Summer is finally here and many of us take to the roads on our bicycles for fun and exercise, as an alternate means of transportation or perhaps some are even inspired by Lance Armstrong's quest for an unprecedented seventh consecutive win of the Tour de France.
Regardless of riding goals, cyclists face similar risks and challenges when exposed to motorists, pedestrians, and other cyclists. We offer the following suggestions to promote overall safety and well-being:
1) Bike maintenance: It's a good idea to get a bike tune-up before the start of the cycling season to make sure that the brakes and gear-shifting mechanism are sound and that the tires are in good condition and properly inflated.
2) Helmet: Don't leave home without it. A helmet should fit snugly and be worn forward to cover the forehead. Replace the helmet if it has been in an accident or has any cracks.
3) Other essentials: Always carry a form of ID and emergency contact with a phone number, plus some cash. Experienced cyclists also habitually take along a small bike pump, spare tube(s), and tire levers to fix flat tires.
4) Attire: Reflective, bright or light-colored clothing makes you more visible.
5) Lights: A high number of cycling accidents occur at dusk. If you can't avoid riding in the dark, consider using a headlight, reflectors, and a strobe light for maximum visibility.
6) Traffic signs: Unlike pedestrians, who are supposed to walk in the opposite direction of vehicle traffic, cyclists are expected to follow the same rules and traffic signs as motorists. This includes yielding or stopping at intersections as necessary. In high-traffic areas, it's a good idea to dismount and walk your bicycle across a busy road - after making sure that motorists have seen you and stopped to let you cross;
7) Turn signals: Let others around you know before turning or stopping. Cyclists generally use their left arm to signal: arm stretched out to the left to signal a left turn; arm bent at the elbow and palm facing forward to signal a right turn; and arm straight down with palm facing back to indicate stopping or slowing down.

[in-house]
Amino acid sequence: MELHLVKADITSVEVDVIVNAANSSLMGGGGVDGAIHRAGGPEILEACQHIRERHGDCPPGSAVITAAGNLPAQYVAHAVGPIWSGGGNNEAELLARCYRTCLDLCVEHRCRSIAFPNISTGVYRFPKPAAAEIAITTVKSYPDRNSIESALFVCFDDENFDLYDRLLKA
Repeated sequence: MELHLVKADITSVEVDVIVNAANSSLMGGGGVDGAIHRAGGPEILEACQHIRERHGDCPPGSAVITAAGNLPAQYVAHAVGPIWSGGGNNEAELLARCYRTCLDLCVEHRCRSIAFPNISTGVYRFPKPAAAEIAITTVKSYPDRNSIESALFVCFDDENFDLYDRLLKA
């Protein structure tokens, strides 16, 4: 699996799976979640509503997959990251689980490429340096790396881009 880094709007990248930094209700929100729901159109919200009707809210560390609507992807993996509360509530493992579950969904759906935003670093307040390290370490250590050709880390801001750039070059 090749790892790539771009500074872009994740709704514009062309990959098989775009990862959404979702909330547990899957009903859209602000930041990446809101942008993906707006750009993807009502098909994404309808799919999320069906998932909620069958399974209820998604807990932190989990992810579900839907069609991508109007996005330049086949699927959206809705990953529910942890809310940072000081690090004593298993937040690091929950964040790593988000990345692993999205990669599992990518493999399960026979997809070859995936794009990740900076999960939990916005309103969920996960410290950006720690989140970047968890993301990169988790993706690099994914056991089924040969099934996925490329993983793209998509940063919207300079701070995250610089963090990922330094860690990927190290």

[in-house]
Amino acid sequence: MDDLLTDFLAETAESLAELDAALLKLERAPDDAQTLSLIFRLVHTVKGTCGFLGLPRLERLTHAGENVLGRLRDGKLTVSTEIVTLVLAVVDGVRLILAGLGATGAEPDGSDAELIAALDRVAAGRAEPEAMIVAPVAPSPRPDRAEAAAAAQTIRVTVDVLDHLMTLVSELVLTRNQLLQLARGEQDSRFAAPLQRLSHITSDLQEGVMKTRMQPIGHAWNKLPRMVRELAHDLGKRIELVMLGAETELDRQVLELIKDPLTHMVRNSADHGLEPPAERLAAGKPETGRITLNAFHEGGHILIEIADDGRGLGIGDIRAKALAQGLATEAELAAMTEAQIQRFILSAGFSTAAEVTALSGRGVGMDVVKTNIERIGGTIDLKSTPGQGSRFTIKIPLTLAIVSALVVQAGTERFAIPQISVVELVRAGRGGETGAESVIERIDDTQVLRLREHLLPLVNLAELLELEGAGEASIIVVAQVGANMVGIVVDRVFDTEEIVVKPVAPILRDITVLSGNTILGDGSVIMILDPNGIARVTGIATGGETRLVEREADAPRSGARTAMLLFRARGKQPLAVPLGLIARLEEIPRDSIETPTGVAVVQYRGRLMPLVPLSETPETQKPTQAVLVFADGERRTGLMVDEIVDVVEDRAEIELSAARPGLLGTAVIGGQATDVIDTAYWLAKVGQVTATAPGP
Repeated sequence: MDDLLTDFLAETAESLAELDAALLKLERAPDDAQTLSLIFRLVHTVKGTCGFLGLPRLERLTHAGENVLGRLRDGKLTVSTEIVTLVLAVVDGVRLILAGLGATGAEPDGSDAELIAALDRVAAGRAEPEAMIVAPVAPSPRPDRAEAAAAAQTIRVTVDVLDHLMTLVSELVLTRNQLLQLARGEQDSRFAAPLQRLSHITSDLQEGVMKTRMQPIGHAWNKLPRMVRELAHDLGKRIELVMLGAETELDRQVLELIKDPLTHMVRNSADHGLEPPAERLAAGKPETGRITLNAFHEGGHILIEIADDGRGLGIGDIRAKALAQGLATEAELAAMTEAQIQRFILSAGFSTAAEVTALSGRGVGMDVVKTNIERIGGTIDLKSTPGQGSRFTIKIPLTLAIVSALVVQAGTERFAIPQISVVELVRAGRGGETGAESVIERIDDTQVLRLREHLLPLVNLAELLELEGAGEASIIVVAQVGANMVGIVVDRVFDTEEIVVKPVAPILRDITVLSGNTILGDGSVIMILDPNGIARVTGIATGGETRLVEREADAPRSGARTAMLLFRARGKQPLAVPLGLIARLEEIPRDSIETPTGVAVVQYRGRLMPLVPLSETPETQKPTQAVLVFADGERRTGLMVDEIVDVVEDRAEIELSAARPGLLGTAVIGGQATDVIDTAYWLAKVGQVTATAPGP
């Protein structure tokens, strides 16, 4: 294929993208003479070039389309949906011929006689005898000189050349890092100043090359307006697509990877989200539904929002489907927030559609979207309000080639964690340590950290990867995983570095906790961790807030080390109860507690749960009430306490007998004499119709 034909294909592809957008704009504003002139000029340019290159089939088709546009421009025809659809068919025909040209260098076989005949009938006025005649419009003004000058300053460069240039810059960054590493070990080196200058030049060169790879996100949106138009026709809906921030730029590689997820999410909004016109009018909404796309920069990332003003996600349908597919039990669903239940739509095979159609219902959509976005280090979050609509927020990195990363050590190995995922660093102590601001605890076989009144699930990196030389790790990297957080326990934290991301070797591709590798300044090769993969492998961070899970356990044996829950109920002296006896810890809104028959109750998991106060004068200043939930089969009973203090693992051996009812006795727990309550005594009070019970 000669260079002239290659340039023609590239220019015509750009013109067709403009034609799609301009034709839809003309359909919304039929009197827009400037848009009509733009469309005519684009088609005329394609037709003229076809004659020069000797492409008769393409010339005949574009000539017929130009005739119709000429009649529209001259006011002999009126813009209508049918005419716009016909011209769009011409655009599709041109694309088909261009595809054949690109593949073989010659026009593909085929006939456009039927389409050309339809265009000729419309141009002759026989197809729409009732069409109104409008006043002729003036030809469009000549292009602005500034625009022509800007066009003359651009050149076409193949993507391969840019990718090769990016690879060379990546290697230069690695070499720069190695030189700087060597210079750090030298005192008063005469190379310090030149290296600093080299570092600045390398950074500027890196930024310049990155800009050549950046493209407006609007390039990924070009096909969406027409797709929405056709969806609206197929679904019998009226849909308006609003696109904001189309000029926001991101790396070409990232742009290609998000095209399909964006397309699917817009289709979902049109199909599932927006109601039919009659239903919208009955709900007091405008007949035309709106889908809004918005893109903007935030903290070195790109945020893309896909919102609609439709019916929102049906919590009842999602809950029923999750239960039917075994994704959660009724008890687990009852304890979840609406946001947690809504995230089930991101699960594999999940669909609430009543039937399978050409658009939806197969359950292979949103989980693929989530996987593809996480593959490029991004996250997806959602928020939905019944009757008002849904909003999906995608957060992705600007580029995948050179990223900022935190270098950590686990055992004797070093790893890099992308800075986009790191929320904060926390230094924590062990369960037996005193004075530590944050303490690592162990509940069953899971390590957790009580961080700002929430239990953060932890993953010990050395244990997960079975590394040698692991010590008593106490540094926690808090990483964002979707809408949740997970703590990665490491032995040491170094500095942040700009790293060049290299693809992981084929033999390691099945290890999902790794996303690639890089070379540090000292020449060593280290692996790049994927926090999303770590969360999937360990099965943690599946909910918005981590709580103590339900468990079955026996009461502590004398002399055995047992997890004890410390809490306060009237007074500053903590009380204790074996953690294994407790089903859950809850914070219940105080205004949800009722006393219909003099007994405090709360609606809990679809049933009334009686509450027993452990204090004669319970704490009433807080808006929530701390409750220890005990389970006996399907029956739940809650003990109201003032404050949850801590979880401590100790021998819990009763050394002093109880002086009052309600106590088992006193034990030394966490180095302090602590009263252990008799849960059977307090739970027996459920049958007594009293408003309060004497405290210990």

8) Ride single file: Remember to share the road. When riding in a group, ride single file and stay as far right on the road as possible and avoid weaving in and out of traffic. When passing another cyclist, always do so on the left and announce your presence with a warning such as, "on your left." Be sure to do so only after checking that it's safe.
9) Avoid distractions: Don't use headphones or other devices that could impair your hearing while cycling.
10) Be alert: Ride defensively and be on the lookout for inattentive motorists. This includes motorists opening their doors onto your path while parked on the street.
11 ) Know your limits before setting out on a long ride. Even well-conditioned athletes able to pedal for hours on end could get sore if they haven't trained on a bike saddle for long periods of time. It's best to start out with modest goals in terms of distance and terrain and then gradually work up to longer and more challenging rides. Use common sense - cycling in the summer is usually more enjoyable in the morning hours before it gets too warm and windy.
12 ) Stay hydrated: Install a water-bottle holder (or two) on your bicycle or consider wearing a hydration pack. In addition to drinking water, try a sports drink to replace electrolytes. When exercising, it is advisable to drink before you're thirsty and to eat before you're hungry. Apply sunscreen about half an hour before heading out (use SPF 15 or higher) and reapply every couple of hours if exposed to the sun for longer periods between 10 a.m.-4 p.m.
Happy and safe cycling, everyone.
n Arlene Richartz is a member of the media committee for the Carson Area Coalition on Obesity.